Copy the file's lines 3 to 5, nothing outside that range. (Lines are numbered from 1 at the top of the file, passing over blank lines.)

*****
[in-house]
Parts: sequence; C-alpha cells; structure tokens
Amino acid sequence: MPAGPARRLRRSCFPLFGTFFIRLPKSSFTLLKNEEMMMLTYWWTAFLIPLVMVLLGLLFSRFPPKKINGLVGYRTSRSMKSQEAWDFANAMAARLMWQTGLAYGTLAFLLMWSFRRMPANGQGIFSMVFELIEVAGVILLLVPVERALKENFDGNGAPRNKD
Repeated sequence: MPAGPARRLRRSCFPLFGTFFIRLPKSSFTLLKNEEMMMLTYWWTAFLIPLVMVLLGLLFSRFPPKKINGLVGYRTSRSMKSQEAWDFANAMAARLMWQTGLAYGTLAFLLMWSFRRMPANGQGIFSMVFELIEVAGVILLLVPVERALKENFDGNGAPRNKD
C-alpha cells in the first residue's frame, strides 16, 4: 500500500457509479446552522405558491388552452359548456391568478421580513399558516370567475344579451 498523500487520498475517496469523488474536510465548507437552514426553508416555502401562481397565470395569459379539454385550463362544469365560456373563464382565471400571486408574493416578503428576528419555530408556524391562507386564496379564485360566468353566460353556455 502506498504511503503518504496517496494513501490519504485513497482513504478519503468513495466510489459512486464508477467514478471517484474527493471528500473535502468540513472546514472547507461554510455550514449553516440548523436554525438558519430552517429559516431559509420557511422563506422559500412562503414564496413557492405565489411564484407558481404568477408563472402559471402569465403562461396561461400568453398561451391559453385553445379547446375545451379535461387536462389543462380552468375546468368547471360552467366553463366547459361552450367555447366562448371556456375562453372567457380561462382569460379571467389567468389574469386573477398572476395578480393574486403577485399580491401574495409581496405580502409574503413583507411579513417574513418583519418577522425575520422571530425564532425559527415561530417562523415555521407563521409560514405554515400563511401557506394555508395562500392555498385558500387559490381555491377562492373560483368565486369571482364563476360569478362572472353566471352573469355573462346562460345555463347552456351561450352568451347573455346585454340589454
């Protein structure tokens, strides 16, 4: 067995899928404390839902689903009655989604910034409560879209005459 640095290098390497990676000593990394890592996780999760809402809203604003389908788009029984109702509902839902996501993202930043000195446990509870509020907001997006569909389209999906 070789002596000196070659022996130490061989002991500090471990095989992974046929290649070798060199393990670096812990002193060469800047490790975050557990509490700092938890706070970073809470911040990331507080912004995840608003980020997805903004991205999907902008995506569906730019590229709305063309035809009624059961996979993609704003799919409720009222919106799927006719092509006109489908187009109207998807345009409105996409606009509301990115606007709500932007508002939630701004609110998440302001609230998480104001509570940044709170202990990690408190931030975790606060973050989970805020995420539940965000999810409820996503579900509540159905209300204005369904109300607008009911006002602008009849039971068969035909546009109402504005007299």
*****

Amino acid sequence: MPAGPARRLRRSCFPLFGTFFIRLPKSSFTLLKNEEMMMLTYWWTAFLIPLVMVLLGLLFSRFPPKKINGLVGYRTSRSMKSQEAWDFANAMAARLMWQTGLAYGTLAFLLMWSFRRMPANGQGIFSMVFELIEVAGVILLLVPVERALKENFDGNGAPRNKD
Repeated sequence: MPAGPARRLRRSCFPLFGTFFIRLPKSSFTLLKNEEMMMLTYWWTAFLIPLVMVLLGLLFSRFPPKKINGLVGYRTSRSMKSQEAWDFANAMAARLMWQTGLAYGTLAFLLMWSFRRMPANGQGIFSMVFELIEVAGVILLLVPVERALKENFDGNGAPRNKD
C-alpha cells in the first residue's frame, strides 16, 4: 500500500457509479446552522405558491388552452359548456391568478421580513399558516370567475344579451 498523500487520498475517496469523488474536510465548507437552514426553508416555502401562481397565470395569459379539454385550463362544469365560456373563464382565471400571486408574493416578503428576528419555530408556524391562507386564496379564485360566468353566460353556455 502506498504511503503518504496517496494513501490519504485513497482513504478519503468513495466510489459512486464508477467514478471517484474527493471528500473535502468540513472546514472547507461554510455550514449553516440548523436554525438558519430552517429559516431559509420557511422563506422559500412562503414564496413557492405565489411564484407558481404568477408563472402559471402569465403562461396561461400568453398561451391559453385553445379547446375545451379535461387536462389543462380552468375546468368547471360552467366553463366547459361552450367555447366562448371556456375562453372567457380561462382569460379571467389567468389574469386573477398572476395578480393574486403577485399580491401574495409581496405580502409574503413583507411579513417574513418583519418577522425575520422571530425564532425559527415561530417562523415555521407563521409560514405554515400563511401557506394555508395562500392555498385558500387559490381555491377562492373560483368565486369571482364563476360569478362572472353566471352573469355573462346562460345555463347552456351561450352568451347573455346585454340589454